Tips & Tricks for Blister prevention and care

Some people just love the outdoors – if it’s hiking, exercising or simply enjoying the view.. Many adventurers both new to the hobby and seasoned ones come to Belize to experience our adventures. Unfortunately, you can start off having a wonderful journey when all of a sudden things can take a turn for the worst…you feel a blister coming on!  

Blisters can be small or large and extremely painful. We have put together some tips for caring for blisters and tricks  to avoid them because we want you to have the most enjoyable vacation in Belize possible.

What Causes Blisters?
Blisters are caused by friction, heat, dirt and moisture.

Tips to Prevent & Minimize Growth of Blisters:

  • Break in your new shoes! You need to give your shoes time to conform to the shape of your foot. Be sure to wear the right shoes.
  • If your shoes start feeling too warm and uncomfortable take them off.
  • Let your feet cool down and dry out.
  • If you need to keep walking, cover the area with moleskin, zinc oxide tape or a bandage to reduce the heat and friction on the area.

Caring for Blisters:

  • Clean around the area carefully using warm water and soap.
  • Decide if you will drain the blister or let it heal on its own. Rule of thumb: if the blister does not make walking painful then let it heal on its own.
  • Draining the blister: sterilize a needle with alcohol or boiling water or use a pre-sterilized medical hypodermic needle.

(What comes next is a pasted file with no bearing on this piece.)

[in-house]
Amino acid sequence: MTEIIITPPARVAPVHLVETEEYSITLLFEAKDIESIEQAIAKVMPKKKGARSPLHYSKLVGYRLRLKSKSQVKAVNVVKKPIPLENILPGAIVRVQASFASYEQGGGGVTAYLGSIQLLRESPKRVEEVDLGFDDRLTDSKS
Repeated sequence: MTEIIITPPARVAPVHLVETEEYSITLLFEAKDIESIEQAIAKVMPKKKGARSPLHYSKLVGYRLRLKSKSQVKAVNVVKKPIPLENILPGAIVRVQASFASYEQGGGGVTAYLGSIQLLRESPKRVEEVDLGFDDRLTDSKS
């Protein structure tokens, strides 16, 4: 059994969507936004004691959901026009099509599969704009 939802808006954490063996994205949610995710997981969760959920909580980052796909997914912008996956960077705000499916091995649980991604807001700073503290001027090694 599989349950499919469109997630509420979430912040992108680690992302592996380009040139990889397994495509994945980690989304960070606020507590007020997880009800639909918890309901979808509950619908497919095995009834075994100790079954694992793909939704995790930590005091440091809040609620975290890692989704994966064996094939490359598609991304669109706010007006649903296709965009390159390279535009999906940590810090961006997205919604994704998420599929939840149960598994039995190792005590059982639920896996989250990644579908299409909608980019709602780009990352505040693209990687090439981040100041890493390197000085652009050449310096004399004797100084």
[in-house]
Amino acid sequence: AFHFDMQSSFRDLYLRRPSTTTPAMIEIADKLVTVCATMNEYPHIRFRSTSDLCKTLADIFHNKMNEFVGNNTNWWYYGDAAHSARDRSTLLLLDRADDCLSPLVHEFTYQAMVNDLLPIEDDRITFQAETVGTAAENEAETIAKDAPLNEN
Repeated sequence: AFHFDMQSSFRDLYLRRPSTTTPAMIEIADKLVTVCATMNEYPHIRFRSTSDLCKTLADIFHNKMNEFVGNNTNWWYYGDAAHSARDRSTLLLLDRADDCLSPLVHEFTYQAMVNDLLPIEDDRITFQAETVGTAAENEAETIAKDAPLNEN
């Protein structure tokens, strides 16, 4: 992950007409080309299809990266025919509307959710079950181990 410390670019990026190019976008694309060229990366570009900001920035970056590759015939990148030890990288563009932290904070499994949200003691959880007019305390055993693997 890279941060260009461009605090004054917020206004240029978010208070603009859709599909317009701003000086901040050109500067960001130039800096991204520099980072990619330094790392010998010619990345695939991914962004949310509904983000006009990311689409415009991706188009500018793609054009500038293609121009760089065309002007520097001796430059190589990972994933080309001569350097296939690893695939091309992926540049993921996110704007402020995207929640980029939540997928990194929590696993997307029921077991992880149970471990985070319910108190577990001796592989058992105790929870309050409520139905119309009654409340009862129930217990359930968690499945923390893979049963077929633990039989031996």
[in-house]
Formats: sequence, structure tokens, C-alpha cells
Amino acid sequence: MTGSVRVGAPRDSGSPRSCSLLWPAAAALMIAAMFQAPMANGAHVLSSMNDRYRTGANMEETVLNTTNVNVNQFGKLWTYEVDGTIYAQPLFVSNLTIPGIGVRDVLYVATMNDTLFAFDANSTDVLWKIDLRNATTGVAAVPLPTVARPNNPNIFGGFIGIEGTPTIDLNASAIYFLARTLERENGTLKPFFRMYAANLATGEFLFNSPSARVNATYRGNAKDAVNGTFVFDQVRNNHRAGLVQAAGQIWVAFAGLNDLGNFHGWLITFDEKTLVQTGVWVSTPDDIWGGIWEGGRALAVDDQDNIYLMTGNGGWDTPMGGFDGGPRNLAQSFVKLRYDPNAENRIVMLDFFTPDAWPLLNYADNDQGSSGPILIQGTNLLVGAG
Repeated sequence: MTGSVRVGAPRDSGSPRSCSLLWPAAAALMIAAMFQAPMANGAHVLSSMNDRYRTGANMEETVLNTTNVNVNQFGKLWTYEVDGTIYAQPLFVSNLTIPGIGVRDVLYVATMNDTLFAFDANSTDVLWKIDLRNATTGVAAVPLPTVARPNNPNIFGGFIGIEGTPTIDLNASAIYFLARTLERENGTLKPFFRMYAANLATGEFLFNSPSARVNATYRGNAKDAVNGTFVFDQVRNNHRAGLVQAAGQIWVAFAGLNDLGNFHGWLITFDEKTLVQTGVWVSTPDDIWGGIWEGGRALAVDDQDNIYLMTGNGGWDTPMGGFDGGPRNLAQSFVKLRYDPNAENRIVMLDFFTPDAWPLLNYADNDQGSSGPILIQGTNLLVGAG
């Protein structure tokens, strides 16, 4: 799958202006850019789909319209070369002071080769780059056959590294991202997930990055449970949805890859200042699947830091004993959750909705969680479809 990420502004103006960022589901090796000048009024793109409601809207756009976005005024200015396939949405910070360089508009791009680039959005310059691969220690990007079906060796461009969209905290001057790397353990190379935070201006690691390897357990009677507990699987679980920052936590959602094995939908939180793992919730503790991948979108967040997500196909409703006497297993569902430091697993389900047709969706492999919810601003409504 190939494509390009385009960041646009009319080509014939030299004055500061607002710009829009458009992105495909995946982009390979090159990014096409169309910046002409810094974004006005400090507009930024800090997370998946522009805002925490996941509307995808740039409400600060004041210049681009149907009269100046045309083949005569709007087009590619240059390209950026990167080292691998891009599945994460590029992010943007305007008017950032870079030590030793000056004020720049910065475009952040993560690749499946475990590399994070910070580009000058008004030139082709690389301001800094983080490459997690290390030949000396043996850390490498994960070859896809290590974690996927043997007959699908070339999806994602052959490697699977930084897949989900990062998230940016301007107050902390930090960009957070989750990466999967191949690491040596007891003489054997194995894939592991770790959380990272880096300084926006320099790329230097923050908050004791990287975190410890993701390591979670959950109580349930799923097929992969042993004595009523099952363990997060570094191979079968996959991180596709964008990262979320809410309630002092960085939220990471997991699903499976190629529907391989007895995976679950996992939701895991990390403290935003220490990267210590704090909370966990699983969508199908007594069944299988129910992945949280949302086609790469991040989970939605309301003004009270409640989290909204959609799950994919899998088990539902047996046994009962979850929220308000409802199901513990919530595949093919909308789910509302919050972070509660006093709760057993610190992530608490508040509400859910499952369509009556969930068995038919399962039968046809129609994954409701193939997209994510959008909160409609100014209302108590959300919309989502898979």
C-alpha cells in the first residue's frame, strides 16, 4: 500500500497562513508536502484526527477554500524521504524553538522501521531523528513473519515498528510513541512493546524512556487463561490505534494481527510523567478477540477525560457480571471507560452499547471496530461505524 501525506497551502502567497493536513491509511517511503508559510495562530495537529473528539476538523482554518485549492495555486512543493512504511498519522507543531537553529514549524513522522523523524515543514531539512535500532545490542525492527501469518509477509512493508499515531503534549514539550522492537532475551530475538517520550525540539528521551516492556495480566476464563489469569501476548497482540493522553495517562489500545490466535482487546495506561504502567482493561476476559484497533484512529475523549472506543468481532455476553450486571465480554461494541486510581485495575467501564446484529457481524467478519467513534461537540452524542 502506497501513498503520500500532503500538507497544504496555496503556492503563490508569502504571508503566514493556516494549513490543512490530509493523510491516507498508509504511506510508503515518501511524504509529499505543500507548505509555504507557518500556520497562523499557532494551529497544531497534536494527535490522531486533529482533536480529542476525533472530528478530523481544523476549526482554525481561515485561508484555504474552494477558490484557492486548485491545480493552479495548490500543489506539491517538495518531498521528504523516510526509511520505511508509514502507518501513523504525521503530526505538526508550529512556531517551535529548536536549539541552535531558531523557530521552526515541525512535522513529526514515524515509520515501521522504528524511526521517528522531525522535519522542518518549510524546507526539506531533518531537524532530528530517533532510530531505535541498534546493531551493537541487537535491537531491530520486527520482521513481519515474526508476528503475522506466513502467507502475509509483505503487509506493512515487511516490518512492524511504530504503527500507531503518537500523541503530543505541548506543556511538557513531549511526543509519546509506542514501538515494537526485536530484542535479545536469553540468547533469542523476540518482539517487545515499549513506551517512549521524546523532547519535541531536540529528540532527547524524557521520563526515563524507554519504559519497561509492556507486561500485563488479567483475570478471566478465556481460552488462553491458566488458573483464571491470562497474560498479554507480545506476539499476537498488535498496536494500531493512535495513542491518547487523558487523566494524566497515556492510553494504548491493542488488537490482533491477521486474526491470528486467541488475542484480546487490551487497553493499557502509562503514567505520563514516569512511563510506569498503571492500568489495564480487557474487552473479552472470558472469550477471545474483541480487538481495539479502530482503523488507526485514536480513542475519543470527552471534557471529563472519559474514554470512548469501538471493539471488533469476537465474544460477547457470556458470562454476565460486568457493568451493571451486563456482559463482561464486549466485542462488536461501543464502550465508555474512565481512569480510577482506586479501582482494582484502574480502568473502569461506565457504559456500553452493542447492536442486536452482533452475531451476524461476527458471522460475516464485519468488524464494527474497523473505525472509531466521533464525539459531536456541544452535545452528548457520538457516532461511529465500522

• Carefully insert the needle at the side and base and allow all the liquid to drain.
  • Do not remove the loose skin that covers your blister because this leaves the area open to infection.
  • Apply povidone-iodine antiseptic to the blister. This may sting slightly but this ensures the site doesn’t get infected now that it’s open.
  • Use gauze bandage, plaster, mole skin or other protective material to cover the blister. Use one that has a low-adherent or non-adherent dressing so that it is easier to change the dressing without disturbing the healing skin underneath.
  • Be sure to remove bandage if you are not moving around so that the injured area gets as much open air as possible.
  • Check the blister daily, keep it clean and continue to apply iodine antiseptic.

NOTE: Do not use duct tape! It is not intended for use on human skin and can further damage the blister or surrounding areas. Think about gripping the blister skin and tearing it with a pair of pliers – that’s what duct tape will do to you.

Useful tips:

  • Do not use the method of putting a thread through the blister this could quickly cause infection.
  • Try not to detach the skin that covers the blister. It offers natural protection for the raw skin underneath. If you must remove the loose skin, do so with sterile or sterilized scissors or a scalpel. Do not pull at loose skin (pulling will also make it hurt much more.)
  • Urine is a less painful (though arguably less appealing) rubbing method alternative. However, this may be all you have if you are back country.
  • Aloe Vera is also an effective way to heal the blister throughout. Just rub some on the blistered area with the aloe vera and it should go away in a couple of days to a week.
  • An alternative treatment is to buy a special blister plaster and put in onto the blister. This is medicated and will dry the blister, so you may not need to take any further action, though they are often unsuitable for further activity and will break or detach, possibly causing further skin damage if friction is applied.                         

When to see a Doctor:

  • If your blister has excessive amounts of pus draining from it, starts to smell or becomes red – this means that it has gotten infected.
  • If your blister contains blood – the injury is more serious and may have hit some capillaries. Proceed with caution if you will or let a doctor handle it.
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